Here we go. The second term carelessness with the taxpayers’ money begins.
President Obama flew Air Force One to Philadelphia and then hopped aboard Marine One for another 15-minute flight north to Hatfield, Pa., just to spend 18 minutes haranguing Republicans about the fiscal cliff.
He spoke at the K’NEX toy manufacturing company. Hmm, visiting a toymaker before Christmas. Very suspicious.
Wait a second. From the pool report filed upon Obama’s return:
POTUS touched down at about 2.35pm on Marine One and proceeded to the West Wing without incident.
Trailing behind was Marvin Nicholson, carrying a number of bags marked with the word. K’Nex, the toy factory Mr Obama visited earlier in Philadelphia.
Okay, now this is making sense . . .
Not only do taxpayers foot the bill for the Obama's annual Hawaiian Christmas, we also foot the bill for Obama to do his shopping.  Wait, if it is free toy company swag, does it still count as shopping?

December 2, 2012

Harper Rules Football

As the regular college football season ends, I plan to get part of my Saturdays back, both for myself, and through the use/attention of my husband, who is in a perpetual football coma on the weekends.  It normally isn't so bad, but I think the lack of hockey this fall has caused his sports addiction to shift to a solid football diet.

Last night, watching the KSU vs t.u. game, I proposed a new rule.  After years of watching youth sports, I have seen my share of soccer goals and basketball points scored for the opposing team when the kids get confused and run and aim the wrong direction.  I think that if an opposing player intercepts the ball in the end zone, and is taken down in the end zone, that the other team gets a touchdown.  If he can intercept and get out of the end zone, then his team gets possession of the ball.  I don't have any particular argument to make, I just think it would be more exciting to watch the guy catch the ball and then try to get out of the melee of people trying to tackle him.  I think it would add a new element to the game, and defenders would really need to have some situational awareness to make the call on whether to catch the ball or not.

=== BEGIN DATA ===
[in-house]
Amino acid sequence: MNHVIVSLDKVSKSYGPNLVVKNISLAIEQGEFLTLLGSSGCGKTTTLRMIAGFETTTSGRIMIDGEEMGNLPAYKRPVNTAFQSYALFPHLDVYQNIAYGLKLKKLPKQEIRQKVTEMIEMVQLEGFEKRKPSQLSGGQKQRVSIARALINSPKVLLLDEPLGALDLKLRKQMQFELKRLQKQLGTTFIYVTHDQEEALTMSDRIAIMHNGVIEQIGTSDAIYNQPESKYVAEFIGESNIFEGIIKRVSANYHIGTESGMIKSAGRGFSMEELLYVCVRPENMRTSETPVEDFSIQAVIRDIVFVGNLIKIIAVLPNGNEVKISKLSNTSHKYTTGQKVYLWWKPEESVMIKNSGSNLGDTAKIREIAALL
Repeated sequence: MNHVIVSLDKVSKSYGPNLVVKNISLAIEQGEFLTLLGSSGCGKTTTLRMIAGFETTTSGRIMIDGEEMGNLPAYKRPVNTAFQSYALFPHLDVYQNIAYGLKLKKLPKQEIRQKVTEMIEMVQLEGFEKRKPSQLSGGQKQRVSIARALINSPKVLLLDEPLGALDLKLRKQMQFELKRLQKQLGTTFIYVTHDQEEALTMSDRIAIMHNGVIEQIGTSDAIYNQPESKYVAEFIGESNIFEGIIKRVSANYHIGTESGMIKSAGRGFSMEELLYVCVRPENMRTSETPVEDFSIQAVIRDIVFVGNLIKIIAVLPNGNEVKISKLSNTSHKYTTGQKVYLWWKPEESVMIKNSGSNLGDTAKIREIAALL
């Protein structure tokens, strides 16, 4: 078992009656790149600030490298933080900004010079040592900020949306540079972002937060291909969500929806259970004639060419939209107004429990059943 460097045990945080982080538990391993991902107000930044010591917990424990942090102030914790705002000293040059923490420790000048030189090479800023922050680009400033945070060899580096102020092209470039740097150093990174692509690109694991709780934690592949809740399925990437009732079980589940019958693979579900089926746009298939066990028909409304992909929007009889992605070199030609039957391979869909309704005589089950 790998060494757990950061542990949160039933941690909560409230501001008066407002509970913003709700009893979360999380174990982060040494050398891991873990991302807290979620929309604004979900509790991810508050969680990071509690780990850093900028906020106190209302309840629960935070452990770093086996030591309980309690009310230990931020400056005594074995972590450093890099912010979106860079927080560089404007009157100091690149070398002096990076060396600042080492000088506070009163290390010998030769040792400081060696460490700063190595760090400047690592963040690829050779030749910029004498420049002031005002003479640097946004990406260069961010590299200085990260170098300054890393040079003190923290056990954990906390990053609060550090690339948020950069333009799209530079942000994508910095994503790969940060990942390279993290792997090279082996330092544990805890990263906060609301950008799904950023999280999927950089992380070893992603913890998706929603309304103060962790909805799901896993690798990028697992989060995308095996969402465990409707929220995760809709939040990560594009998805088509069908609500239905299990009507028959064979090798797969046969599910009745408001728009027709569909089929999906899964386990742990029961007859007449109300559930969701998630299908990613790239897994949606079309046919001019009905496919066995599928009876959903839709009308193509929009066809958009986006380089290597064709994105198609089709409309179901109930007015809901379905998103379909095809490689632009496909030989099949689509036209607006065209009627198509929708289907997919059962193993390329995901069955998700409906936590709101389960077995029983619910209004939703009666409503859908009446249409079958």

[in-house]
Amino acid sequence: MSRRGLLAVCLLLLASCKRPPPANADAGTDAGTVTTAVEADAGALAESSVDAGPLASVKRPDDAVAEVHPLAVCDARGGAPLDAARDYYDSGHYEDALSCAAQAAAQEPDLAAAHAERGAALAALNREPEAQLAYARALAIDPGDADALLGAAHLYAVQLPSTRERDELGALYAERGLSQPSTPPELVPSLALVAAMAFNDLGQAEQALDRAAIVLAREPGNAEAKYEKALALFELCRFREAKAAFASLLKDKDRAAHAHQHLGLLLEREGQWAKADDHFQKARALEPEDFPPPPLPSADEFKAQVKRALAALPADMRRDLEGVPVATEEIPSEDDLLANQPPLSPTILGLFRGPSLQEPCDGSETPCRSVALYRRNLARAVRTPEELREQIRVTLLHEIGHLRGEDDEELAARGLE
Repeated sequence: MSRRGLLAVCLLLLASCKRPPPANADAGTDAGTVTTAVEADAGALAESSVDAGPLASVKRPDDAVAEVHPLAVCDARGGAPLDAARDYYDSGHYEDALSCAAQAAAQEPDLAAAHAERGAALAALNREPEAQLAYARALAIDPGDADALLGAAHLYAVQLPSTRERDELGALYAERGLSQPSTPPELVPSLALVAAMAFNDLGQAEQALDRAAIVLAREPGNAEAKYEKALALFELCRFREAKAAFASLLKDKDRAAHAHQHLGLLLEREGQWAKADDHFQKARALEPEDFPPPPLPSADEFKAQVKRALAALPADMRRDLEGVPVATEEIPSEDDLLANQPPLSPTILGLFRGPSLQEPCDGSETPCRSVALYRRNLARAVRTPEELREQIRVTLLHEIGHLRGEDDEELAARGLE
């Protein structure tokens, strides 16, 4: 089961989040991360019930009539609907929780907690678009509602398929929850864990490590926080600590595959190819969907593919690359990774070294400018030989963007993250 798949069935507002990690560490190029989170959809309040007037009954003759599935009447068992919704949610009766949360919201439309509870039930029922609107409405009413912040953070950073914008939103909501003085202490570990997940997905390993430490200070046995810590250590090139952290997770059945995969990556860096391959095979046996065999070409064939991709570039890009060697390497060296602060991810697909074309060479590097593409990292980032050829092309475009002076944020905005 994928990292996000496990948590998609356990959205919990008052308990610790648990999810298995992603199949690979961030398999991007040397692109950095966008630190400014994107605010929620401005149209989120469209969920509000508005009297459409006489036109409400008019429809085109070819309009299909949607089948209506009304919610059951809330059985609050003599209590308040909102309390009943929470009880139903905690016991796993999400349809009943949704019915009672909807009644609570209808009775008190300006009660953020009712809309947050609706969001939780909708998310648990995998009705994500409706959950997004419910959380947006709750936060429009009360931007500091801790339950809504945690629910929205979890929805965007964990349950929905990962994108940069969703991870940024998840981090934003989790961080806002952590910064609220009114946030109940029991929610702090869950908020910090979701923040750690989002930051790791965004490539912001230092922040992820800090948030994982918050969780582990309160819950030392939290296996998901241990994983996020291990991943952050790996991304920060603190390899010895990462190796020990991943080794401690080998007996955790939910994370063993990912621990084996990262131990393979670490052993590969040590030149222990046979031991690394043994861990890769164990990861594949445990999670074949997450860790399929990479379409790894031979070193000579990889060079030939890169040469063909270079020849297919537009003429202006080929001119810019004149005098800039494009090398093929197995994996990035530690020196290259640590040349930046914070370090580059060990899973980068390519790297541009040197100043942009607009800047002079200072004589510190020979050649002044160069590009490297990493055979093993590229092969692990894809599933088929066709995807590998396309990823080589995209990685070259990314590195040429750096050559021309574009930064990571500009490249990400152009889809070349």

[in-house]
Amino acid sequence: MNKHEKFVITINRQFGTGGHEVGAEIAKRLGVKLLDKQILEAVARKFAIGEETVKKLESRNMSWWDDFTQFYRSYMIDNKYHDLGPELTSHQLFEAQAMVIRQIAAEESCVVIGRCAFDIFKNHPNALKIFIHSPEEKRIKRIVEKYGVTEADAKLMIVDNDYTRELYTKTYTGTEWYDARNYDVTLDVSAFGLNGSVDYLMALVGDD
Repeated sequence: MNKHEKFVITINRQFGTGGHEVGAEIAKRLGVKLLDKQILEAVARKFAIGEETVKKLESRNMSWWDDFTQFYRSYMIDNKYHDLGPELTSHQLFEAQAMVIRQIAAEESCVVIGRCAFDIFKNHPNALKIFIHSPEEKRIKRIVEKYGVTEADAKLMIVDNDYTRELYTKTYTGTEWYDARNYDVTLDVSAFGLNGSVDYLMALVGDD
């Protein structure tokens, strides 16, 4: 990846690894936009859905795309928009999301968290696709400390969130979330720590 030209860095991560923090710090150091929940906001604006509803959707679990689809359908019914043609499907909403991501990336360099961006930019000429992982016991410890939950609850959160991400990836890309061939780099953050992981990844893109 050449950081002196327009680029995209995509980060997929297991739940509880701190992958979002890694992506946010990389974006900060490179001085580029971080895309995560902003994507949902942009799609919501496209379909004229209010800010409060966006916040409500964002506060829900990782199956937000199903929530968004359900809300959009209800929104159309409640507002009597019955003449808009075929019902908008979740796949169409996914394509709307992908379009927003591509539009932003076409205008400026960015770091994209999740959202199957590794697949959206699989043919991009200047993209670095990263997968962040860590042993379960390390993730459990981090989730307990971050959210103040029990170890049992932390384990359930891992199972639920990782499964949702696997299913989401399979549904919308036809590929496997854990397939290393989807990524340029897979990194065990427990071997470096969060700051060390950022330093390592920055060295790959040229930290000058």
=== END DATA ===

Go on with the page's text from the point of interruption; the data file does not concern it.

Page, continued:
There was a call early in that game wherein an idiotic KSU player let go of the ball as he entered the end zone - let go of it in a macho, I just intercepted McCoy and walked it in, kind of a thing.  Problem was, the ball never broke the plane.  KSU ended up getting the ball on the half yard line, because the official had signaled a touchdown, so it was an inadvertent signal, instead of a touchback.  The play was reviewed for quite a bit before the ruling.  I think it would have been more fun if the official had trotted out on the field, announced that it was NOT a touchdown, the call was inadvertent, and then tossed a ball in the air and let the teams scramble from the sidelines to gain possession.

The lack of an exciting result to that call was offset by the reaction of Mack Brown on the sideline.  He was the best living, breathing illustration of the word "apoplectic" that I have ever seen.  I really thought he was going to stroke out right there.  Warmed my heart to see a good tantrum.  Kinda reminiscent of Spurrier's Florida days.  Football needs demonstrative coaches.